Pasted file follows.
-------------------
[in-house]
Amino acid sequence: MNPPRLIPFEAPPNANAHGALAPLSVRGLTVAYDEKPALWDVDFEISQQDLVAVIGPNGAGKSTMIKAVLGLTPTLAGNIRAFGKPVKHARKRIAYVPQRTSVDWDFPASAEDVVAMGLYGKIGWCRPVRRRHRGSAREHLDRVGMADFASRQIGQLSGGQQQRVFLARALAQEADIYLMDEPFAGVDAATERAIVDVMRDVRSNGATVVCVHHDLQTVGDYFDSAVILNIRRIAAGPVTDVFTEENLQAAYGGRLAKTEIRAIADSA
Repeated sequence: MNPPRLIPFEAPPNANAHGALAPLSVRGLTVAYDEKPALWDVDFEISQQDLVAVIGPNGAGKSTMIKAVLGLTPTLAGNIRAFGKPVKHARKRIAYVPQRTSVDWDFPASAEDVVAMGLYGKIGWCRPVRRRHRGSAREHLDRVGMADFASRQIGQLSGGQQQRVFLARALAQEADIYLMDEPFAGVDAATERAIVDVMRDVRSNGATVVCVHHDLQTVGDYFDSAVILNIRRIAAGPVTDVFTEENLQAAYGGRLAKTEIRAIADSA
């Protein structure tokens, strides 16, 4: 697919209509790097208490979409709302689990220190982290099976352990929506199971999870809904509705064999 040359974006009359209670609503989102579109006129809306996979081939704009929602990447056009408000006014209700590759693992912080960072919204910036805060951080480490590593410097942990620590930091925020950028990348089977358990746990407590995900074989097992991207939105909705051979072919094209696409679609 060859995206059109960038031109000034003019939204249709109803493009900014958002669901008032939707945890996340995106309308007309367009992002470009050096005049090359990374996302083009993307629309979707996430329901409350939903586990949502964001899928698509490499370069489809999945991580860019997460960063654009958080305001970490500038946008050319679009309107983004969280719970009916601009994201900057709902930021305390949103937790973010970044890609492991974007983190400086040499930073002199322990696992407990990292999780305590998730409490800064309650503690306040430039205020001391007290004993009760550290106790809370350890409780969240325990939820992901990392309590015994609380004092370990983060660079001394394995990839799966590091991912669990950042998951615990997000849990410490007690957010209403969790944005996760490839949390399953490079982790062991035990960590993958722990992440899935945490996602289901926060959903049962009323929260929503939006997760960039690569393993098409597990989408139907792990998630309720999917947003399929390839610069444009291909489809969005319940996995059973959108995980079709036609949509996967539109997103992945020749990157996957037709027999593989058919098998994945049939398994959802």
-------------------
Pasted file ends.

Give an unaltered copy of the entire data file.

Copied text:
[in-house]
Amino acid sequence: MNPPRLIPFEAPPNANAHGALAPLSVRGLTVAYDEKPALWDVDFEISQQDLVAVIGPNGAGKSTMIKAVLGLTPTLAGNIRAFGKPVKHARKRIAYVPQRTSVDWDFPASAEDVVAMGLYGKIGWCRPVRRRHRGSAREHLDRVGMADFASRQIGQLSGGQQQRVFLARALAQEADIYLMDEPFAGVDAATERAIVDVMRDVRSNGATVVCVHHDLQTVGDYFDSAVILNIRRIAAGPVTDVFTEENLQAAYGGRLAKTEIRAIADSA
Repeated sequence: MNPPRLIPFEAPPNANAHGALAPLSVRGLTVAYDEKPALWDVDFEISQQDLVAVIGPNGAGKSTMIKAVLGLTPTLAGNIRAFGKPVKHARKRIAYVPQRTSVDWDFPASAEDVVAMGLYGKIGWCRPVRRRHRGSAREHLDRVGMADFASRQIGQLSGGQQQRVFLARALAQEADIYLMDEPFAGVDAATERAIVDVMRDVRSNGATVVCVHHDLQTVGDYFDSAVILNIRRIAAGPVTDVFTEENLQAAYGGRLAKTEIRAIADSA
């Protein structure tokens, strides 16, 4: 697919209509790097208490979409709302689990220190982290099976352990929506199971999870809904509705064999 040359974006009359209670609503989102579109006129809306996979081939704009929602990447056009408000006014209700590759693992912080960072919204910036805060951080480490590593410097942990620590930091925020950028990348089977358990746990407590995900074989097992991207939105909705051979072919094209696409679609 060859995206059109960038031109000034003019939204249709109803493009900014958002669901008032939707945890996340995106309308007309367009992002470009050096005049090359990374996302083009993307629309979707996430329901409350939903586990949502964001899928698509490499370069489809999945991580860019997460960063654009958080305001970490500038946008050319679009309107983004969280719970009916601009994201900057709902930021305390949103937790973010970044890609492991974007983190400086040499930073002199322990696992407990990292999780305590998730409490800064309650503690306040430039205020001391007290004993009760550290106790809370350890409780969240325990939820992901990392309590015994609380004092370990983060660079001394394995990839799966590091991912669990950042998951615990997000849990410490007690957010209403969790944005996760490839949390399953490079982790062991035990960590993958722990992440899935945490996602289901926060959903049962009323929260929503939006997760960039690569393993098409597990989408139907792990998630309720999917947003399929390839610069444009291909489809969005319940996995059973959108995980079709036609949509996967539109997103992945020749990157996957037709027999593989058919098998994945049939398994959802």